Common dependence on stress for the statistics of granular avalanches and earthquakes.

Hatano T, Narteau C, Shebalin P - Sci Rep (2015)

A conceptual model of a fault zone using a 3D granular system.We consider that the fault zone is a strongly damaged area that may be investigated through granular mechanics. The granular model represents a thin gouge layer. The constant grain size, the relatively high porosity and the low grain size to system size ratio of the model do not capture the natural structural and compositional complexities of fault zones in nature. Despite these strong differences, we explore similarities between the dynamics of avalanches in the model and earthquakes.
© Copyright Policy - open-access
Related In: Results  -  Collection

License
Show All Figures
getmorefigures.php?uid=PMC4508663&req=5

f1: A conceptual model of a fault zone using a 3D granular system.We consider that the fault zone is a strongly damaged area that may be investigated through granular mechanics. The granular model represents a thin gouge layer. The constant grain size, the relatively high porosity and the low grain size to system size ratio of the model do not capture the natural structural and compositional complexities of fault zones in nature. Despite these strong differences, we explore similarities between the dynamics of avalanches in the model and earthquakes.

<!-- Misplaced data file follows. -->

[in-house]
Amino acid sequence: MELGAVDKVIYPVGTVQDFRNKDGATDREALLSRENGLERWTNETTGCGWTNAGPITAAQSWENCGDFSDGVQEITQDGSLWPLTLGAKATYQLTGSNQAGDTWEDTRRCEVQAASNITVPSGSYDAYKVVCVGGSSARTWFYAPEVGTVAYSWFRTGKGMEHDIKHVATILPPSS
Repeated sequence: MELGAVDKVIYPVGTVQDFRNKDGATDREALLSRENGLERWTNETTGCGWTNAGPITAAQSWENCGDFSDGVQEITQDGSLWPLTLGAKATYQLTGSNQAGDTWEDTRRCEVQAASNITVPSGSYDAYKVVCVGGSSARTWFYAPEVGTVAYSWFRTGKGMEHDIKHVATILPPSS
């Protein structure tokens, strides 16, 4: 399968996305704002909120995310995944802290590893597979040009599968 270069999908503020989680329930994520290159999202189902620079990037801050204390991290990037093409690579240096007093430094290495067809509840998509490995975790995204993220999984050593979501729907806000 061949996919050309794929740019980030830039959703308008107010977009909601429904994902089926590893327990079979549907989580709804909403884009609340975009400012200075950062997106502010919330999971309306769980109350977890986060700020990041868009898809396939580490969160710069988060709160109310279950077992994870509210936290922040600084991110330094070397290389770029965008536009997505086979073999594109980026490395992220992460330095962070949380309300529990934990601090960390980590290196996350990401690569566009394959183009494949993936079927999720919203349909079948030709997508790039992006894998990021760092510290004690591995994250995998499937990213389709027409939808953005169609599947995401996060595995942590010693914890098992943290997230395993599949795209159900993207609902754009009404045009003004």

Mentions: Because the shear stress along an active fault is not directly measurable, a solution to address stress dependences in earthquake statistics is to analyse models that implement a restricted set of physical processes. Such models are indeed numerous, ranging from rock fracture experiments6789 to computer simulations on cellular automata1011. Among them, sheared granular media1213141516171819 are simple representations of granular fault gouges (Fig. 1), which are commonly used in geophysics to analyse deformation of highly damaged rocks in fault zones202122. Additionally, both the energy and the stress can be easily defined in these models.

Bottom Line: The faulting style dependence may be related to the magnitude of the differential stress, but no model so far has been able to reproduce this behaviour.Here we investigate the statistical properties of avalanches in a dissipative, bimodal particulate system under slow shear.These results are consistent with recent seismological observations of earthquake size-distribution and aftershock statistics.

View Article: PubMed Central - PubMed

Affiliation: Earthquake Research Institute, University of Tokyo, 113-0032 Tokyo, Japan.

ABSTRACT
Both earthquake size-distributions and aftershock decay rates obey power laws. Recent studies have demonstrated the sensibility of their parameters to faulting properties such as focal mechanism, rupture speed or fault complexity. The faulting style dependence may be related to the magnitude of the differential stress, but no model so far has been able to reproduce this behaviour. Here we investigate the statistical properties of avalanches in a dissipative, bimodal particulate system under slow shear. We find that the event size-distribution obeys a power law only in the proximity of a critical volume fraction, whereas power-law aftershock decay rates are observed at all volume fractions accessible in the model. Then, we show that both the exponent of the event size-distribution and the time delay before the onset of the power-law aftershock decay rate are decreasing functions of the shear stress. These results are consistent with recent seismological observations of earthquake size-distribution and aftershock statistics.

No MeSH data available.


Related in: MedlinePlus